Let’s preserve values of peace, healing, freedom, unity and protection of human rights
ON July 18, the National Transitional Justice Working Group (NTJWG) joined the rest of the world in commemorating Nelson Mandela International Day.
This day is commemorated to pay tribute to former South African President Nelson Mandela’s dedication to the service of humanity in conflict resolution, promotion and protection of human rights, reconciliation, and the promotion of social justice.
The commemoration of this day acknowledges Mandela’s contribution to the struggle for democracy and social justice in the face of the apartheid system which was based on racial segregation and discrimination in South Africa, and, indeed, in other countries within the sub-region.
This year, the day was celebrated under the theme One Hand Can Feed Another. This theme is particularly relevant in the face of the ongoing COVID-19 pandemic which has not only caused millions of deaths but has also negatively affected livelihoods.
The theme, therefore, was a call to the people of the world to work together to tackle food insecurity. According to the World Food Programme, the number of people who are unable to put food on their table in Zimbabwe’s urban areas has increased from 30% in 2019 to 42% in 2021.
The NTJWG urges the government to take leadership amid this crisis and provide relief to people who are facing food insecurity.
The NTJWG also calls on the people of Zimbabwe to assists each other in whatever way they can to fight food insecurity.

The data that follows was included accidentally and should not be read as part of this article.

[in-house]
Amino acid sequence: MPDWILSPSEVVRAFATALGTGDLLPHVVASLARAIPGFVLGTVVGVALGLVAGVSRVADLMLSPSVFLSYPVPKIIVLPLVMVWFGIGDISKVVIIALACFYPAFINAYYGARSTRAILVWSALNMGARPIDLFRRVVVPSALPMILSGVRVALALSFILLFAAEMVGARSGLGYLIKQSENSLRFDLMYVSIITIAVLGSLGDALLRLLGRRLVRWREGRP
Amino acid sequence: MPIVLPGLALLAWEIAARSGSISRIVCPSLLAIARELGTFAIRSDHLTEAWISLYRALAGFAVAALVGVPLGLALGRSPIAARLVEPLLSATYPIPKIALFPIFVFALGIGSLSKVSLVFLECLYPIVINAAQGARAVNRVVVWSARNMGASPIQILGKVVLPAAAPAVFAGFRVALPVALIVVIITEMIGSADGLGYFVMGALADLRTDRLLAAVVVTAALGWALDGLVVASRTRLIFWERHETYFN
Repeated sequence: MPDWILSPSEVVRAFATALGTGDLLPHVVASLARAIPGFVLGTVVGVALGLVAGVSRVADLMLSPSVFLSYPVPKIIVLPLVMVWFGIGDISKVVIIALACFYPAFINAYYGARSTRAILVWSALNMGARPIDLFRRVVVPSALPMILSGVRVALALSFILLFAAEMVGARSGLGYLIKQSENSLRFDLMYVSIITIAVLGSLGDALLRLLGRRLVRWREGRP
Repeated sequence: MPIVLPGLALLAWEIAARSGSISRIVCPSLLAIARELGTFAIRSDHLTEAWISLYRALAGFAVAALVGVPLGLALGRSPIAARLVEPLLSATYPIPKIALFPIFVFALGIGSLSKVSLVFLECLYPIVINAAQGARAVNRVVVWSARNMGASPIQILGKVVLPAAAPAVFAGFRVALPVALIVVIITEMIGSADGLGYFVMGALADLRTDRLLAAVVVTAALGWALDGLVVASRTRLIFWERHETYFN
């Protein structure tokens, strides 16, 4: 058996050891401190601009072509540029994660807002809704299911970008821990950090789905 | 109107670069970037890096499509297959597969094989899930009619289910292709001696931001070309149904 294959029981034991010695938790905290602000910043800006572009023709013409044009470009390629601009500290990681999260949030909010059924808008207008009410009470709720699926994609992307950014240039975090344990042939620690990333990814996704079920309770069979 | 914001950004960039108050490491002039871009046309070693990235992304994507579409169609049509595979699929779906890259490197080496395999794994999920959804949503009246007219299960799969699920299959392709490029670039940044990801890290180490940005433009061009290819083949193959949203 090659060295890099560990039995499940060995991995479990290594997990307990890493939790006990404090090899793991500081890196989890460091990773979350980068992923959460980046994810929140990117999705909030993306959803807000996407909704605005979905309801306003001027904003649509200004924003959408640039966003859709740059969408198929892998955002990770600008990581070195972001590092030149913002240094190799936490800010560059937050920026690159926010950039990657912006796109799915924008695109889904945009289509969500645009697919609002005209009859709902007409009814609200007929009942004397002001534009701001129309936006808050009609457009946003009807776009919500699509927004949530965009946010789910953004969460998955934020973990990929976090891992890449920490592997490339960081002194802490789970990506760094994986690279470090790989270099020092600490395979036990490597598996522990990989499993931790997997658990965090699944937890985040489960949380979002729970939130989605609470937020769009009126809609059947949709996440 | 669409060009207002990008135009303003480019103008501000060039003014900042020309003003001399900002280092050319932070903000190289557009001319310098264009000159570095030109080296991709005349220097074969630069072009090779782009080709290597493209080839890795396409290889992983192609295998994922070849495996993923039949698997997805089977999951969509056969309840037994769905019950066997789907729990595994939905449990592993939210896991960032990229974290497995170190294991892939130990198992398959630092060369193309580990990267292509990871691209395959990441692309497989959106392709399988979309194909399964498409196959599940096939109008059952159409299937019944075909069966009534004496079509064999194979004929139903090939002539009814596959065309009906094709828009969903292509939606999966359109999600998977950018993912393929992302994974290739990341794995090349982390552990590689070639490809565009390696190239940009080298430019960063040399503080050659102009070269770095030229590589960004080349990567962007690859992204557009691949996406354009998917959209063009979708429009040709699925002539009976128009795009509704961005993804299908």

As the world celebrates this day, it is important to bear in mind the following words by Mandela: “For our freedom can never be complete or our democracy stable unless the basic needs of our people are met. Overcoming poverty is not a gesture of charity. It is an act of justice. It is the protection of a fundamental human right, the right to dignity and a decent life. While poverty persists, there is no true freedom”.
Tackling food insecurity is a key aspect of poverty reduction. Food security-related interventions enhance social cohesion, address root causes and drivers of conflict and generate peace dividends.
This culminates in the prevention and mitigation of violent conflicts and contributes to more sustainable peace through the creation of an environment that is conducive to dealing with the violent past to guarantee non-recurrence.
The NTJWG, therefore, urges government, human rights organisations, humanitarian organisations, faith-based organisations, and the people of Zimbabwe to commemorate this day by striving to preserve the values of peace, healing, freedom, unity, and protection of human rights that Mandela dedicated his life to.
This is possible through working together guided by the tenet of ubuntu to tackle food insecurity among other issues that plague the nation.